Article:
Fish at rest always face into the flow of water; this is the case in rivers, streams or wind blow lakes and reservoirs. They have a small blind spot behind them, making it advantageous for fisherman to work in from behind them. Also, any silt or sand dislodged while wading will be carried downstream and not over the fish. For these reasons, downstream wadding is more difficult to accomplish successfully without alerting the fish.
Clumsy and careless wading is a primary cause of not catching stream fish. Each foot must be placed down as quietly as possible since the ripples and shock waves emanate outward as the angler wades. To prevent this, movements must be extremely slow.
Fish in a stream generally stay out of the main current, but close enough to grab a passing morsel. If one fish is caught in a particular spot, there is a good chance that another will take its place. With experience, an angler can learn to read the water surface and to know what is underneath. Slick places indicate a rock below the surface: the outside bend of moving water will be deeper than the inside of the bend; and rocks, trees and other structure that break the flow should all hold fish.
When working shallow areas to shore, especially when the water is clear, keep your cast parallel to the shore. The most active fish will be within 10 feet of shore, perhaps closer. If you cast the bait 30 feet out from the shore and retrieve it, the lure is in the most productive zone for only the last 10 feet of the cast. If you cast the bait parallel to the shore and retrieve it, it’s in the fish zone all the time. This technique is very productive even later on in the summer when fishing for walleyes.
As predator fish begin their post-spawn feeding habits, their focus centers on large forage. Young of the year Perch, Cisco, River Shiners and Chubs, along with other forage, such as frogs, crawfish and even their own offspring will be targeted. Successful trophy hunters will match the hatch, almost scientifically, at this time of year. Imitation of the forage base is very critical and a key to productivity during the summer feeding binge!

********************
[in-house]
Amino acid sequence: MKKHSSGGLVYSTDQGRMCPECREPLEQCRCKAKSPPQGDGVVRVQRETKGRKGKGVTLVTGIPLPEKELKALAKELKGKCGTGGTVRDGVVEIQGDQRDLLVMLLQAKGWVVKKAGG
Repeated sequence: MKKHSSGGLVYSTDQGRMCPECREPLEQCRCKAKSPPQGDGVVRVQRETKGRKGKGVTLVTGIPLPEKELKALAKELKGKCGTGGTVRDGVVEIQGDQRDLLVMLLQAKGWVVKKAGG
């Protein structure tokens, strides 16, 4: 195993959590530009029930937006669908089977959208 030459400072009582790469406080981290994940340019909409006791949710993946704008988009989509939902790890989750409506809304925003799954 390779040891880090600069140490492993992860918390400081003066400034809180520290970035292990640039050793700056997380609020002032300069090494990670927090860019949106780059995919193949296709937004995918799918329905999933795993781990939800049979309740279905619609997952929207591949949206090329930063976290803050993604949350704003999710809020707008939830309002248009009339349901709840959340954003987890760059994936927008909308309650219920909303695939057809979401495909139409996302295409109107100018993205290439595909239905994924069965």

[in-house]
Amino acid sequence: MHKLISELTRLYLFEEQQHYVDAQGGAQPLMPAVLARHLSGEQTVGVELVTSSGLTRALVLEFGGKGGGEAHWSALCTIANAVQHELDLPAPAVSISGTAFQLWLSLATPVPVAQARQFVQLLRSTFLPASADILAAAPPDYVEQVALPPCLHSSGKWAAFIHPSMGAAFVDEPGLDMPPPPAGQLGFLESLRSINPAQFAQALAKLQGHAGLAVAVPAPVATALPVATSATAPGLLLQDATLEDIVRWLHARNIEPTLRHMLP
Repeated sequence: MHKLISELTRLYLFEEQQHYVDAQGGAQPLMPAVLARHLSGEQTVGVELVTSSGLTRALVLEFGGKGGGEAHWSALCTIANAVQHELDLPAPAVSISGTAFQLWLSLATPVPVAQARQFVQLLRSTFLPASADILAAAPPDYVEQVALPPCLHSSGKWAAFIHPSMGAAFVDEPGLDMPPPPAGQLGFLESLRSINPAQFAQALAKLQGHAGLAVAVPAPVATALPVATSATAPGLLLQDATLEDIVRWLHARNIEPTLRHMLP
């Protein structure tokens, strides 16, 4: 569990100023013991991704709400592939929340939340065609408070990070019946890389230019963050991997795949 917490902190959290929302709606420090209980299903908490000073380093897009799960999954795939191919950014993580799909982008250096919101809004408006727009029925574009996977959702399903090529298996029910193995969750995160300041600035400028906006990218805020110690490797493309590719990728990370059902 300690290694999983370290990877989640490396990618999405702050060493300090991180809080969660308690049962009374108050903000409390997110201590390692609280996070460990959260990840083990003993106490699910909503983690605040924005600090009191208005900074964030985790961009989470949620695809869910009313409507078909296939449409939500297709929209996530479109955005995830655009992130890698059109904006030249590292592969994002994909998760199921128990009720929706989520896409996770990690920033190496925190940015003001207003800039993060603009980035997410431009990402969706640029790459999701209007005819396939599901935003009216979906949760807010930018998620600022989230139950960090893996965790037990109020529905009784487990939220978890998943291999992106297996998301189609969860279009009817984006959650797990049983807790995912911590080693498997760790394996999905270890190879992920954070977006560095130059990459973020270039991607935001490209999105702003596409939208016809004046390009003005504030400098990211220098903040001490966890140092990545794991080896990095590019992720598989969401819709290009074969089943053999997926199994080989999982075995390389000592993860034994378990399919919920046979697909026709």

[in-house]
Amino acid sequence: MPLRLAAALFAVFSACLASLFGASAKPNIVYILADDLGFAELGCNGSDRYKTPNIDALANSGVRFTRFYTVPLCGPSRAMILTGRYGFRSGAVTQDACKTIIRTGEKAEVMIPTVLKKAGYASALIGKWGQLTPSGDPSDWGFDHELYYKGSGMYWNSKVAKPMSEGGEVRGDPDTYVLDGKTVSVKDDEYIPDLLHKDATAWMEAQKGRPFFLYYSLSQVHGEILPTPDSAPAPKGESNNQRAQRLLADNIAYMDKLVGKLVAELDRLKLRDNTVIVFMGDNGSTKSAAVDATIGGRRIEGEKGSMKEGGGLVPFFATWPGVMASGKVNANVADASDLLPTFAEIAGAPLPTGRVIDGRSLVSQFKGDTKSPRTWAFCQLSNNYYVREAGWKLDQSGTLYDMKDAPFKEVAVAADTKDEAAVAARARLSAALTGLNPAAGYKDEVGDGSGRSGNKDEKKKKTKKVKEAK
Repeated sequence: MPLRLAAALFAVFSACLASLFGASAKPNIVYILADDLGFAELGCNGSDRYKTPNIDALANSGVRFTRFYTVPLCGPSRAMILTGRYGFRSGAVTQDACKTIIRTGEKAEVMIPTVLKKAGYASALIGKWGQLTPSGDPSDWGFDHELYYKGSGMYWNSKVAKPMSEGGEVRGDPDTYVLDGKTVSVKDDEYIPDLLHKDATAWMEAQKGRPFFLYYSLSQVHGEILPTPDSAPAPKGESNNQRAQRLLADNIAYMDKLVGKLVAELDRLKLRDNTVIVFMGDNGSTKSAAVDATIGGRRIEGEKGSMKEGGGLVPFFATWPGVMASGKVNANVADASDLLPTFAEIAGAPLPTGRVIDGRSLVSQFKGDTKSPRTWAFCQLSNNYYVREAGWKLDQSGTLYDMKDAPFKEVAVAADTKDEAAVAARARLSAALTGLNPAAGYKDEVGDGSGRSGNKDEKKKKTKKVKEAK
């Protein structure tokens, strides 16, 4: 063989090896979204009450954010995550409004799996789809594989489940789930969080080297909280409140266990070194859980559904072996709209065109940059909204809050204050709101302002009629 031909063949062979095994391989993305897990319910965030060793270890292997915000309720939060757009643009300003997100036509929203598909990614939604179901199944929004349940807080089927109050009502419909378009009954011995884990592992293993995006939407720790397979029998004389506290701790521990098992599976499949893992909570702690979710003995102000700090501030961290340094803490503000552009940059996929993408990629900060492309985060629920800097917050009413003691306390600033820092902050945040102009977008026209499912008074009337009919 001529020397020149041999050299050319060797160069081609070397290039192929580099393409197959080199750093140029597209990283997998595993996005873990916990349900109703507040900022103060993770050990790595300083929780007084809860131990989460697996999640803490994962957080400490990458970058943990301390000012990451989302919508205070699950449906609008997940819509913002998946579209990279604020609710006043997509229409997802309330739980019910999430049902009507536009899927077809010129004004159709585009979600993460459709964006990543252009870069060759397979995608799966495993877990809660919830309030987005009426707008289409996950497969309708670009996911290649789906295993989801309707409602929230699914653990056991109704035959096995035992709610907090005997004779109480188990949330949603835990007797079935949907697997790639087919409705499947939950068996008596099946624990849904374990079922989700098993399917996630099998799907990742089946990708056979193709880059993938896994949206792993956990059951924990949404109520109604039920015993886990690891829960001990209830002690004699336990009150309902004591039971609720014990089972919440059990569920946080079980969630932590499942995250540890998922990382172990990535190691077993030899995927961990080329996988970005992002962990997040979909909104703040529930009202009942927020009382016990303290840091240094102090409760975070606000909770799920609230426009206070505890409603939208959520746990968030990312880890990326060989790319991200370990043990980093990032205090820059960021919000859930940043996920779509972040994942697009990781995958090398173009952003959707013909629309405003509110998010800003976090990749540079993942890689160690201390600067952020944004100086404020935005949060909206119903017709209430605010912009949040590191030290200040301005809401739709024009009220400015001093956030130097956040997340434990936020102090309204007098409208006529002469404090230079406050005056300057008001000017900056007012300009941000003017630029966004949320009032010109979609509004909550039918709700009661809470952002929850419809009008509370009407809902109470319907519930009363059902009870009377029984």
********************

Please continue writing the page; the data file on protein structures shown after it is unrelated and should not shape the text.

Feeding forays are anything but mysterious! The fish have to eat a lot as summer activity increases. The perdition cycle is in high gear on reefs, large points and adjacent flats, and in neck down flowage areas. Veteran anglers can predict these movements, and position themselves for hot summer action on the biggest fish of the year.
Walleyes will be along the riprap banks and rocky shorelines in the summer because they slide in behind the rocks and riprap to avoid current conditions and as a staging place for ambushing their next meal. In dirty or stained water it’s possible to dabble a jig tipped with a minnow on a long rod. Just lift and drop the jig around rocks and anything else that breaks the current, according to Grothe.
“When I am wadding for walleyes in the shallows it is essential to use the live bait approach. The Beckman Cylinder Bait Container is ideal for wadding. It is like having a minnow bucket only without the weight or bulk, plus the minnows swim freely and allow the “river to run through them.”
When the weather heats up and you want to keep your bait alive longer remember to use the Beckman Cylinder Bait Container and you will have increased your chances of success while on the water this summer.